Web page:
Why the US has released more oil and what it means for markets

Washington has confirmed the release of one million barrel per day from its strategic petroleum reserves over the next six months

A maze of crude oil pipes and valves at the Strategic Petroleum Reserve in Texas, US. Reuters
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The US will start releasing 1 million barrels of oil a day from its strategic petroleum reserve (SPR) over the next six months, as the world's largest oil producer seeks to rein in soaring inflation and lower crude prices.

The move represents the largest release since the SPR was set up after the 1970s oil embargo.

Following the news, Brent, the global benchmark for two thirds of the world's oil, was down 4.65 per cent at $108.17 per barrel at 7.10pm UAE time on Thursday. West Texas Intermediate, the gauge that tracks US crude, was trading 4.06 per cent lower at $103.44 a barrel. In early trading on Friday both futures edged lower with Brent trading at $104.30 and WTI trading at $99.63.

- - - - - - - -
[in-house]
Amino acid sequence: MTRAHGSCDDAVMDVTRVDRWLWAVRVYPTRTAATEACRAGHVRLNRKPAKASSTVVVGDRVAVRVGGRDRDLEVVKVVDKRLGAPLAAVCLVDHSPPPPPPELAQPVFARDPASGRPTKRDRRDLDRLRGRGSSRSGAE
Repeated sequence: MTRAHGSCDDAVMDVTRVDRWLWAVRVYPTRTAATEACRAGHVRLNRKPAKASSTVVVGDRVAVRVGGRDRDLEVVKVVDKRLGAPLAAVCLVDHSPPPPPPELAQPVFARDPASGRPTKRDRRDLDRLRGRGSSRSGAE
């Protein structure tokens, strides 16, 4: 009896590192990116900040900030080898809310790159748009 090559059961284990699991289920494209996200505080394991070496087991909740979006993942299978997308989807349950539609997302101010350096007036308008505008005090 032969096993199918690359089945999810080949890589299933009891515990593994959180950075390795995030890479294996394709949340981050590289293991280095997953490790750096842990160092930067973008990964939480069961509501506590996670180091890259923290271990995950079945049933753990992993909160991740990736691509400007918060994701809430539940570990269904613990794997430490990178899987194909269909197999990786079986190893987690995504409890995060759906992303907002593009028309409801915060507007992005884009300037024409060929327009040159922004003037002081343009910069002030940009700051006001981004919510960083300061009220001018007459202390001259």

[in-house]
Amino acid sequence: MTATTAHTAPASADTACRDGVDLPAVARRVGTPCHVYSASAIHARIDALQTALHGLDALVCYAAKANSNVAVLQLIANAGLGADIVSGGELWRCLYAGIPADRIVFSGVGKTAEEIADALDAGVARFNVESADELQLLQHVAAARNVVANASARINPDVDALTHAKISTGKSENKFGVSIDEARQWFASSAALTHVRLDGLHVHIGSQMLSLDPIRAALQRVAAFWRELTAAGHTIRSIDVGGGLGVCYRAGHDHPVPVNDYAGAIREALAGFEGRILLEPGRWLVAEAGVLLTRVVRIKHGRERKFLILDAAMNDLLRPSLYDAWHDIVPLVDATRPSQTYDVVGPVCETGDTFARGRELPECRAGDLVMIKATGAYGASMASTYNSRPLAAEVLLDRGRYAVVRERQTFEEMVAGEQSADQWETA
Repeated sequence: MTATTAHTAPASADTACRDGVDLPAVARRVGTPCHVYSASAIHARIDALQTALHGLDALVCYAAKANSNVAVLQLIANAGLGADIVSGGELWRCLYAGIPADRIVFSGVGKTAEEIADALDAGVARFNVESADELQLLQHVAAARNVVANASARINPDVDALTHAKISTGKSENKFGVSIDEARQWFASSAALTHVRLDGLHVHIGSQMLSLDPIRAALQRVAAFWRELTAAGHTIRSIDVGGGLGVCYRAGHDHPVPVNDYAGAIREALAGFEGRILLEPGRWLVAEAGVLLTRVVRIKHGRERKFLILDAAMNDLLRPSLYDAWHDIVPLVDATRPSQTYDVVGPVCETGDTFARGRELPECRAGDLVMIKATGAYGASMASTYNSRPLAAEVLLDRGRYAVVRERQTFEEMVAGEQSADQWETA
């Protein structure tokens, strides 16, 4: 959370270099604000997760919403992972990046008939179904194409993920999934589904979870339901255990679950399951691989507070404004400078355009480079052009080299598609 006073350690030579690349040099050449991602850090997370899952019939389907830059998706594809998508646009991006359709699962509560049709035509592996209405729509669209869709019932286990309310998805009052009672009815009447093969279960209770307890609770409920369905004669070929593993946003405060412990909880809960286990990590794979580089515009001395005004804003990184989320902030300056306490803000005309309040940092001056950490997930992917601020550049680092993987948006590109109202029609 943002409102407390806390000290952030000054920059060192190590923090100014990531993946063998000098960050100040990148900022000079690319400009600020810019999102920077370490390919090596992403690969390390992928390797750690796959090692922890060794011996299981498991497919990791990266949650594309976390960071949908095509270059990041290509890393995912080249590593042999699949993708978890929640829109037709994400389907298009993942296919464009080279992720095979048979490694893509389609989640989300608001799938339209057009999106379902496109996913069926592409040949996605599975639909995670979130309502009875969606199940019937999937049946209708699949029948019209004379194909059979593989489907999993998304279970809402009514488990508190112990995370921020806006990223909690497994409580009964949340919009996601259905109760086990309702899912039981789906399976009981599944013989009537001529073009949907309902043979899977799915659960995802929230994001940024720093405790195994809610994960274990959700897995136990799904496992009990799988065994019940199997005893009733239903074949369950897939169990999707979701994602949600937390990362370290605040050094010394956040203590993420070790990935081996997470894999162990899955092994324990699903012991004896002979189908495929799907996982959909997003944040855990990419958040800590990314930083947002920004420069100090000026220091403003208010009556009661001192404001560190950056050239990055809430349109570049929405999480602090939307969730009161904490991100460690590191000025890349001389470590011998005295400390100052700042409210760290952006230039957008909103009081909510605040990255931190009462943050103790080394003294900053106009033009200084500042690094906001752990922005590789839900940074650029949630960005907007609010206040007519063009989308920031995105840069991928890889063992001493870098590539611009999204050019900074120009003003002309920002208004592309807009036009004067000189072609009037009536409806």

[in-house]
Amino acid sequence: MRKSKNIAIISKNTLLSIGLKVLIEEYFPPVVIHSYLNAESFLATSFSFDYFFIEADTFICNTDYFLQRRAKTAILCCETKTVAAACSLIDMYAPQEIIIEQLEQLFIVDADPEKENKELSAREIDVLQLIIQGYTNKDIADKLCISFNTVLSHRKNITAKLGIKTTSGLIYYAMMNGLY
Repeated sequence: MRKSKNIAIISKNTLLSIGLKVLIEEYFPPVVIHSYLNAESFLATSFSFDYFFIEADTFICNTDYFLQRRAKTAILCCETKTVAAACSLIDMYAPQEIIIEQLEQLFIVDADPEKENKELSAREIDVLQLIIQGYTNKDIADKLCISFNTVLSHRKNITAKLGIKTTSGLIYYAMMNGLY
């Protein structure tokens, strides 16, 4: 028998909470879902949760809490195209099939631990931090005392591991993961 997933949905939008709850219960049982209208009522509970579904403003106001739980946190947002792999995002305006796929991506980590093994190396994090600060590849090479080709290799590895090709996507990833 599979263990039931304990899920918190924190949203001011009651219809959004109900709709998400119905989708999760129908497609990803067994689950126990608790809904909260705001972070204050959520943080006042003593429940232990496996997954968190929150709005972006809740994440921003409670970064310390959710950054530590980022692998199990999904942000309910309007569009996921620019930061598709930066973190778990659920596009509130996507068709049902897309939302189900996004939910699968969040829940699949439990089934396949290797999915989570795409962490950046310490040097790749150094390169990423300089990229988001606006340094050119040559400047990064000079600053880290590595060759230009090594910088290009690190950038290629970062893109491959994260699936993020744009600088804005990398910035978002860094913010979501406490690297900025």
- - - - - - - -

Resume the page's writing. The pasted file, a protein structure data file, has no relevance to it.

"The scale of this release is unprecedented: the world has never had a release of oil reserves at this 1 million per day rate for this length of time," the White House said in a statement on Thursday.

"This record release will provide a historic amount of supply to serve as bridge until the end of the year when domestic production ramps up. The Department of Energy will use the revenue from the release to restock the SPR in future years. This will provide a signal of future demand and help encourage domestic production today," it said.

The decision to roll out crude stockpiles comes as President Joe Biden faces the lowest approval rating of his presidency (40 per cent), according to the latest Reuters/Ipsos poll, stalled nuclear negotiations with Iran and the US seeking to control inflation that hit a 40-year high.

President Biden and his Democratic party have been criticised by rival Republicans because of the rising costs and high oil prices in the advent of the 2022 Midterm Election, the first national election since Donald Trump was defeated. Control of both chambers of Congress and dozens of governorships and state offices are on the line.

The move marks the third time the country has tapped into its strategic reserves in the past six months, following 50 million barrels released in November 2021 and 30 million barrels in March 2022 as part of the pledge by International Energy Agency members to unload 60 million barrels from emergency stocks to stabilise energy markets.

Here is a rundown on the potential impact of the US releasing crude stockpiles on oil markets and why it matters.